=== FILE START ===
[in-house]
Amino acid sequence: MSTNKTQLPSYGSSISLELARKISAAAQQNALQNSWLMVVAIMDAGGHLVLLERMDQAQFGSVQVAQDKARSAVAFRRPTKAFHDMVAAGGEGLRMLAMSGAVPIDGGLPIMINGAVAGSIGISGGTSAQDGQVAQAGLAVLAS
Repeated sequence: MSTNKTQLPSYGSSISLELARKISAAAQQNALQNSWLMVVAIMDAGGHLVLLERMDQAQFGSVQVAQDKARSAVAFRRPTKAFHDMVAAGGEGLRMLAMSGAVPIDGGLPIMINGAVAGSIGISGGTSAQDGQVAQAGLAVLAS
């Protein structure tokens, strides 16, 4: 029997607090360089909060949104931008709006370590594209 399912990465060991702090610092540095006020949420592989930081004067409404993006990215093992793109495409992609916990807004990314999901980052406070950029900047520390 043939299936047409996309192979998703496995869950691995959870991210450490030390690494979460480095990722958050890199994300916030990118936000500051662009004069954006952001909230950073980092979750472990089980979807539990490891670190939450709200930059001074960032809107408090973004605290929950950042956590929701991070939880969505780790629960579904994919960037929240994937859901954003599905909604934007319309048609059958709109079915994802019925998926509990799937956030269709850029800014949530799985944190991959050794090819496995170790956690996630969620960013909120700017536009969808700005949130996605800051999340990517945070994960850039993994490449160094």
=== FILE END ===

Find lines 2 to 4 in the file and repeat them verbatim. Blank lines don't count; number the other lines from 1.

Amino acid sequence: MSTNKTQLPSYGSSISLELARKISAAAQQNALQNSWLMVVAIMDAGGHLVLLERMDQAQFGSVQVAQDKARSAVAFRRPTKAFHDMVAAGGEGLRMLAMSGAVPIDGGLPIMINGAVAGSIGISGGTSAQDGQVAQAGLAVLAS
Repeated sequence: MSTNKTQLPSYGSSISLELARKISAAAQQNALQNSWLMVVAIMDAGGHLVLLERMDQAQFGSVQVAQDKARSAVAFRRPTKAFHDMVAAGGEGLRMLAMSGAVPIDGGLPIMINGAVAGSIGISGGTSAQDGQVAQAGLAVLAS
């Protein structure tokens, strides 16, 4: 029997607090360089909060949104931008709006370590594209 399912990465060991702090610092540095006020949420592989930081004067409404993006990215093992793109495409992609916990807004990314999901980052406070950029900047520390 043939299936047409996309192979998703496995869950691995959870991210450490030390690494979460480095990722958050890199994300916030990118936000500051662009004069954006952001909230950073980092979750472990089980979807539990490891670190939450709200930059001074960032809107408090973004605290929950950042956590929701991070939880969505780790629960579904994919960037929240994937859901954003599905909604934007319309048609059958709109079915994802019925998926509990799937956030269709850029800014949530799985944190991959050794090819496995170790956690996630969620960013909120700017536009969808700005949130996605800051999340990517945070994960850039993994490449160094």